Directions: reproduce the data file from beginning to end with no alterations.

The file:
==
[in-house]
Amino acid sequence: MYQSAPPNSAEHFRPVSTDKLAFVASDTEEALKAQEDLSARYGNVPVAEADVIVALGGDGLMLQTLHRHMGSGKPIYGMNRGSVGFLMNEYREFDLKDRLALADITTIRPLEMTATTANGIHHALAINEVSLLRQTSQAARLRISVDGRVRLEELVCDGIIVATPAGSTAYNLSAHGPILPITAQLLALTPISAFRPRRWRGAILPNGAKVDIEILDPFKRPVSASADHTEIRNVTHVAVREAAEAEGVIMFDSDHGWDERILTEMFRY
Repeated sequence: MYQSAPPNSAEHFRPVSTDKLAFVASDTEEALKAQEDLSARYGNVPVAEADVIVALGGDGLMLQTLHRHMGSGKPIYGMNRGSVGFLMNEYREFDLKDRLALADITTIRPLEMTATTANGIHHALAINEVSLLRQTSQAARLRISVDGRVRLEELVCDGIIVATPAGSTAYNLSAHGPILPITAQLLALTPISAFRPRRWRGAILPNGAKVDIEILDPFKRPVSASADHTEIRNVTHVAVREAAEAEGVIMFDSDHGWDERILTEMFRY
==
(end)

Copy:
[in-house]
Amino acid sequence: MYQSAPPNSAEHFRPVSTDKLAFVASDTEEALKAQEDLSARYGNVPVAEADVIVALGGDGLMLQTLHRHMGSGKPIYGMNRGSVGFLMNEYREFDLKDRLALADITTIRPLEMTATTANGIHHALAINEVSLLRQTSQAARLRISVDGRVRLEELVCDGIIVATPAGSTAYNLSAHGPILPITAQLLALTPISAFRPRRWRGAILPNGAKVDIEILDPFKRPVSASADHTEIRNVTHVAVREAAEAEGVIMFDSDHGWDERILTEMFRY
Repeated sequence: MYQSAPPNSAEHFRPVSTDKLAFVASDTEEALKAQEDLSARYGNVPVAEADVIVALGGDGLMLQTLHRHMGSGKPIYGMNRGSVGFLMNEYREFDLKDRLALADITTIRPLEMTATTANGIHHALAINEVSLLRQTSQAARLRISVDGRVRLEELVCDGIIVATPAGSTAYNLSAHGPILPITAQLLALTPISAFRPRRWRGAILPNGAKVDIEILDPFKRPVSASADHTEIRNVTHVAVREAAEAEGVIMFDSDHGWDERILTEMFRY